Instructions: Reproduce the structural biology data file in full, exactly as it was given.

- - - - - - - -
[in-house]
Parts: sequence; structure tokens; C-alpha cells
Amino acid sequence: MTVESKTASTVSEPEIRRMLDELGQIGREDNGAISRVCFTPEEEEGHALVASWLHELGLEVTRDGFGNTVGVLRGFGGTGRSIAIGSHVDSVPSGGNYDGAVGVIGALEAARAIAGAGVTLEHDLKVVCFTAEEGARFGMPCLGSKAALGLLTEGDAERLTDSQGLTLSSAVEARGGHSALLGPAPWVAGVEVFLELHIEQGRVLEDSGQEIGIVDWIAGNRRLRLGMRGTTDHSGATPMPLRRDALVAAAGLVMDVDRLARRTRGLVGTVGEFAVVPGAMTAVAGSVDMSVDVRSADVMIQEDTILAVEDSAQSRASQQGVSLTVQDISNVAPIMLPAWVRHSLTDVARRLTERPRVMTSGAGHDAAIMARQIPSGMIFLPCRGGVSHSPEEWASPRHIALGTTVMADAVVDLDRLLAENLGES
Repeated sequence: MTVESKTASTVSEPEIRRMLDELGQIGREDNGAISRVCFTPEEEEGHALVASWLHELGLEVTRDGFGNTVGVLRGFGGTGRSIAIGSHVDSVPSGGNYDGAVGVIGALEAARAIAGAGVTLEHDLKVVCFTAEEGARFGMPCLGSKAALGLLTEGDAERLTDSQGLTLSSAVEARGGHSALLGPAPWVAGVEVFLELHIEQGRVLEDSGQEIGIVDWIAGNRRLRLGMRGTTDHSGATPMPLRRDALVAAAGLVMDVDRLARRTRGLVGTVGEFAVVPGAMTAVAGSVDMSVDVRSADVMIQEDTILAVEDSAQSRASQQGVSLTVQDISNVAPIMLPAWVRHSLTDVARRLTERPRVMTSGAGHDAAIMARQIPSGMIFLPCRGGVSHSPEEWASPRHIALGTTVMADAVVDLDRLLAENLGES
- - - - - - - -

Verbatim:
[in-house]
Parts: sequence; structure tokens; C-alpha cells
Amino acid sequence: MTVESKTASTVSEPEIRRMLDELGQIGREDNGAISRVCFTPEEEEGHALVASWLHELGLEVTRDGFGNTVGVLRGFGGTGRSIAIGSHVDSVPSGGNYDGAVGVIGALEAARAIAGAGVTLEHDLKVVCFTAEEGARFGMPCLGSKAALGLLTEGDAERLTDSQGLTLSSAVEARGGHSALLGPAPWVAGVEVFLELHIEQGRVLEDSGQEIGIVDWIAGNRRLRLGMRGTTDHSGATPMPLRRDALVAAAGLVMDVDRLARRTRGLVGTVGEFAVVPGAMTAVAGSVDMSVDVRSADVMIQEDTILAVEDSAQSRASQQGVSLTVQDISNVAPIMLPAWVRHSLTDVARRLTERPRVMTSGAGHDAAIMARQIPSGMIFLPCRGGVSHSPEEWASPRHIALGTTVMADAVVDLDRLLAENLGES
Repeated sequence: MTVESKTASTVSEPEIRRMLDELGQIGREDNGAISRVCFTPEEEEGHALVASWLHELGLEVTRDGFGNTVGVLRGFGGTGRSIAIGSHVDSVPSGGNYDGAVGVIGALEAARAIAGAGVTLEHDLKVVCFTAEEGARFGMPCLGSKAALGLLTEGDAERLTDSQGLTLSSAVEARGGHSALLGPAPWVAGVEVFLELHIEQGRVLEDSGQEIGIVDWIAGNRRLRLGMRGTTDHSGATPMPLRRDALVAAAGLVMDVDRLARRTRGLVGTVGEFAVVPGAMTAVAGSVDMSVDVRSADVMIQEDTILAVEDSAQSRASQQGVSLTVQDISNVAPIMLPAWVRHSLTDVARRLTERPRVMTSGAGHDAAIMARQIPSGMIFLPCRGGVSHSPEEWASPRHIALGTTVMADAVVDLDRLLAENLGES